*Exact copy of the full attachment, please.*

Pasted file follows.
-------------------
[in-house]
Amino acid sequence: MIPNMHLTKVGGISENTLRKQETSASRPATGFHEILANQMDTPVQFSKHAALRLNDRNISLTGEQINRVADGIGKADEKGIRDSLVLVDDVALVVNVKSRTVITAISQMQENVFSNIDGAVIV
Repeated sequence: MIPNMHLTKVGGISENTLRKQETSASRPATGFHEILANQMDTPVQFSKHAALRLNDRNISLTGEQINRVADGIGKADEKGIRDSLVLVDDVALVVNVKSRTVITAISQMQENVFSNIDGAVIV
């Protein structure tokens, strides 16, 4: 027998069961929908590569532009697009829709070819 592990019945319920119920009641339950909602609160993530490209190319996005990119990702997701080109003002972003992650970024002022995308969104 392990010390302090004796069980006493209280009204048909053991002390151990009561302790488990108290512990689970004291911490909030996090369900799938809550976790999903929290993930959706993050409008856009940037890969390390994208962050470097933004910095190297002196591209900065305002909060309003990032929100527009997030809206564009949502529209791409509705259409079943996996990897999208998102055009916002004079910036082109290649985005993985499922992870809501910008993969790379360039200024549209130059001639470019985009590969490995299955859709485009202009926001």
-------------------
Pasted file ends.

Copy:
[in-house]
Amino acid sequence: MIPNMHLTKVGGISENTLRKQETSASRPATGFHEILANQMDTPVQFSKHAALRLNDRNISLTGEQINRVADGIGKADEKGIRDSLVLVDDVALVVNVKSRTVITAISQMQENVFSNIDGAVIV
Repeated sequence: MIPNMHLTKVGGISENTLRKQETSASRPATGFHEILANQMDTPVQFSKHAALRLNDRNISLTGEQINRVADGIGKADEKGIRDSLVLVDDVALVVNVKSRTVITAISQMQENVFSNIDGAVIV
């Protein structure tokens, strides 16, 4: 027998069961929908590569532009697009829709070819 592990019945319920119920009641339950909602609160993530490209190319996005990119990702997701080109003002972003992650970024002022995308969104 392990010390302090004796069980006493209280009204048909053991002390151990009561302790488990108290512990689970004291911490909030996090369900799938809550976790999903929290993930959706993050409008856009940037890969390390994208962050470097933004910095190297002196591209900065305002909060309003990032929100527009997030809206564009949502529209791409509705259409079943996996990897999208998102055009916002004079910036082109290649985005993985499922992870809501910008993969790379360039200024549209130059001639470019985009590969490995299955859709485009202009926001």